(Cross-post from my other blog, Outrun Change.)
World War I generated most of the horrible disasters we’ve seen in the last 100 years.
With the possible exception of the decline of the Roman Empire, World War I was the greatest disaster in human history.
It contributed mightily to the Great Depression, which fed the Nazi revolution. That in turn led to WWII.
The war unleashed the totalitarian ideologies of communism, fascism and Naziism, which very nearly destroyed Western civilization. Their poisonous legacy lives on in radical Islamic extremism.
That is a brief summary connecting several dots of the last 100 years, from a column by Steve Forbes in Forbes magazine, Why Uncle Sam Became an Anti-Freedom Monster. In about 1,000 words, the article provides a great view of the last 200 years from the 30,000 foot level.
The 100 years or so before WWI produced an astounding increase in economic production, innovation, wealth, longevity, and standards of living. I’ve been looking at the economic expansion during the last half of the 19th century and have been amazed at the rapid growth in all areas.
That economic expansion was generated by innovation in the private sector allowed because of high levels of freedom and very favorable assistance from the government of England. That assistance included government restraint and high respect for property rights.
The article highlights that the devastation of the Great War destroyed people’s confidence in unbroken progress and, even worse for us floundering in the current economy, removed all restraints on the economic & coercive power of governments.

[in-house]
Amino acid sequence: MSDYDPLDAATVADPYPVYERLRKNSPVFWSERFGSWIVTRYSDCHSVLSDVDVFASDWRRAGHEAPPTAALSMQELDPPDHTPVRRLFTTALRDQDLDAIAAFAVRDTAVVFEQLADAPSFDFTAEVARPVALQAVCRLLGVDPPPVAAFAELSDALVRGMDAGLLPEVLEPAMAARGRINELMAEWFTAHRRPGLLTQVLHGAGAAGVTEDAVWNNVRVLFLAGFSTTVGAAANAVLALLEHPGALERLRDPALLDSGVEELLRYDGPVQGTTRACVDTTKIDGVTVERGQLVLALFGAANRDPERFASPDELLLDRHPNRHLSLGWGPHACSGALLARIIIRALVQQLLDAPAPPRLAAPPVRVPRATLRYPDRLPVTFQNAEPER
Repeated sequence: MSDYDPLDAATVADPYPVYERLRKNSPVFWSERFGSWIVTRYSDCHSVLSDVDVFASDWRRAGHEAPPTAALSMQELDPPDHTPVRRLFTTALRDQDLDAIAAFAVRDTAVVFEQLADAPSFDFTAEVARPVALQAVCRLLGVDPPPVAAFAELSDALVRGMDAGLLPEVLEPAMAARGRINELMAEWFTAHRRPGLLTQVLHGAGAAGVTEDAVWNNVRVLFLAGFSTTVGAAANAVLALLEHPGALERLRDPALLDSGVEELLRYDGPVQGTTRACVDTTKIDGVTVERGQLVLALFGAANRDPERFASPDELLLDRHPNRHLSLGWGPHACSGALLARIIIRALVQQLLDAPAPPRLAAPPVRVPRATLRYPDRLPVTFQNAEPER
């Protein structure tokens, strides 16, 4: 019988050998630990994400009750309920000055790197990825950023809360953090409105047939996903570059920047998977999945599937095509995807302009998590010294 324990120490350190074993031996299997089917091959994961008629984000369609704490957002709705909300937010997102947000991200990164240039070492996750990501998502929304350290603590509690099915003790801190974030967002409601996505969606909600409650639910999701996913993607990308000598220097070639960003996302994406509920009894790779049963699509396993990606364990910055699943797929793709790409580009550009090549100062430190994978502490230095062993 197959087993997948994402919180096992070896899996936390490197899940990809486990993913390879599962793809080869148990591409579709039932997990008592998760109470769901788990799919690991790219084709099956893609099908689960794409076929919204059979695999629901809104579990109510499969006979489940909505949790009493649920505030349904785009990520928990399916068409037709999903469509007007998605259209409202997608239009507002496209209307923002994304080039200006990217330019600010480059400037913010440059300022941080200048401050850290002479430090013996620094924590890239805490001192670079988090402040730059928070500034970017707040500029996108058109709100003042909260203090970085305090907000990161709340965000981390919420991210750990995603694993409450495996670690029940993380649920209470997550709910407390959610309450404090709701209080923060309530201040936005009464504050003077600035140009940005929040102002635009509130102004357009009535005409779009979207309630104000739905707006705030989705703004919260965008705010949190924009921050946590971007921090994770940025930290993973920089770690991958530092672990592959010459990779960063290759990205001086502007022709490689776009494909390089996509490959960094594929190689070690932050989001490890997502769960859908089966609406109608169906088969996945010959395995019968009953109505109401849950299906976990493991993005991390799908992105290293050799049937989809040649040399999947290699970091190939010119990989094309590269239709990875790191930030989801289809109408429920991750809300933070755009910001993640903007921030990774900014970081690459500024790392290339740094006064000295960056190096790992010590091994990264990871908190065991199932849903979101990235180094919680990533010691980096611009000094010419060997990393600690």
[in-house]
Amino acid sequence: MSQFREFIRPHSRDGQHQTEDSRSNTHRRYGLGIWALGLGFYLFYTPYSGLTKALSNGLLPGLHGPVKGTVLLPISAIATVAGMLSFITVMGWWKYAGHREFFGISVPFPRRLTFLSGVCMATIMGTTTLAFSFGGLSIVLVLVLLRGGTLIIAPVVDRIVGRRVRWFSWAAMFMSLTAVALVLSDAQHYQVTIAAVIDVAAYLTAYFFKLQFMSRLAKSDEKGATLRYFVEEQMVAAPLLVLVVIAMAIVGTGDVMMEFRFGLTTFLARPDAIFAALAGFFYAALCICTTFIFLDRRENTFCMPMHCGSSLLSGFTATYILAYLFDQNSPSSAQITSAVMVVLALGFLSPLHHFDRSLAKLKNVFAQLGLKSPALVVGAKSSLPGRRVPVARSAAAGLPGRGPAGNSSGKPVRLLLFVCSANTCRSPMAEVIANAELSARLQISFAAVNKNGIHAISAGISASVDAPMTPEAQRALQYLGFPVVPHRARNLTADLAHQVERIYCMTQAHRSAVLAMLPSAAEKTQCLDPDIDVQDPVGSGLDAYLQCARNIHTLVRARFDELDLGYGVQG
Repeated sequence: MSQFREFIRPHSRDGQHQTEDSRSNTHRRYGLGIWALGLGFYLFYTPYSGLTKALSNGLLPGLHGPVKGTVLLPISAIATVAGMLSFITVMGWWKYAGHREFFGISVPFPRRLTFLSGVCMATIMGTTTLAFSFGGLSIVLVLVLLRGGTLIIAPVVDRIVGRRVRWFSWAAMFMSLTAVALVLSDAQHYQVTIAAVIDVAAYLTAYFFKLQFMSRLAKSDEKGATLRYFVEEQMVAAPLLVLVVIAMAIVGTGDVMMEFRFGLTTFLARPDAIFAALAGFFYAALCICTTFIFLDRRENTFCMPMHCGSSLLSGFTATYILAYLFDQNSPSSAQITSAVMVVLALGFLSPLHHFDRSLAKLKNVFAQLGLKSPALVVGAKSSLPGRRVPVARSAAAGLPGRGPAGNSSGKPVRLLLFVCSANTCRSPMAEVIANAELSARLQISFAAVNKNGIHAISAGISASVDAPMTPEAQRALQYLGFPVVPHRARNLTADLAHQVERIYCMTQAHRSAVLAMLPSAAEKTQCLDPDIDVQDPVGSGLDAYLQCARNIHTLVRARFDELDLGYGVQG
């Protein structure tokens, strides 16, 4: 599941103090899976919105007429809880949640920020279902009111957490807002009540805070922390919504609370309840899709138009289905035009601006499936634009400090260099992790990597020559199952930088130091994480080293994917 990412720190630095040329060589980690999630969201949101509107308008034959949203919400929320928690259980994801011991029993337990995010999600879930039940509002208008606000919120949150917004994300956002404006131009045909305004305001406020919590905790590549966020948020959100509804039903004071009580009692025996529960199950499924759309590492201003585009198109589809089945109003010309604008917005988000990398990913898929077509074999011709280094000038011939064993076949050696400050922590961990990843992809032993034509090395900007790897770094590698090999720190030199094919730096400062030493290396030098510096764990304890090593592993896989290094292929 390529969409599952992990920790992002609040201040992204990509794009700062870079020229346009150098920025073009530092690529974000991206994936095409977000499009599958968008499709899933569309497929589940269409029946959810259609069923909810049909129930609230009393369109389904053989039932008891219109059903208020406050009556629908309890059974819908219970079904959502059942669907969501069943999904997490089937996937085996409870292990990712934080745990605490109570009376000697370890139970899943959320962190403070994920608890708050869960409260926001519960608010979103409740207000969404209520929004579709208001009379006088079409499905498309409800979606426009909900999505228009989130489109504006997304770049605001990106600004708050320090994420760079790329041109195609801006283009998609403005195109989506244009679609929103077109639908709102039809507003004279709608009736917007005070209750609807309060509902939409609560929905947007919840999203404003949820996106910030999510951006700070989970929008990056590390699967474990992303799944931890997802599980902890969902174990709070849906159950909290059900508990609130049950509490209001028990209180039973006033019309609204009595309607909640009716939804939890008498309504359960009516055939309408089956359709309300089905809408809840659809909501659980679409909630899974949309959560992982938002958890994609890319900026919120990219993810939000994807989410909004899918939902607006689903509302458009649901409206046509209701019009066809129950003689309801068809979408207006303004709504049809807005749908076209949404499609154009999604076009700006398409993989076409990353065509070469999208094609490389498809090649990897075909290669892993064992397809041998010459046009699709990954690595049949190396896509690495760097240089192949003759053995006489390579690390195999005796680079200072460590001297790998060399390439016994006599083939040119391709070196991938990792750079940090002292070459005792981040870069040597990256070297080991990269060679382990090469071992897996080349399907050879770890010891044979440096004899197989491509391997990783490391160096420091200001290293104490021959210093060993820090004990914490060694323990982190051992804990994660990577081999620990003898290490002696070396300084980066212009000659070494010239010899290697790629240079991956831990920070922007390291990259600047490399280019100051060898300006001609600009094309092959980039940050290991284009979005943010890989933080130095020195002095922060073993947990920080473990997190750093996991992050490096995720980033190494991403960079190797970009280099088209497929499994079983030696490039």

Instead, what Mr. Forbes calls the neomerchantilists took over:
The Depression broke away any remaining restraints, as Keynes and others successfully propagated a new mercantilism–a medieval ideology that had governments playing a suffocating role, regulating economic life in the name of increasing a nation’s wealth.
The neomerchantilists take it as a matter of faith that they can precisely and simultaneously control interest rates, inflation, GDP growth, and the level of unemployment merely by fine-tuning the levers of government power.
The disasters produced by that near-nonstop concentration of power in the government are the topics for further discussion.
Mr. Forbes has laid out the high-altitude view of how we got into this mess. For a fast tour of 200 years in the economics world, check out the full article.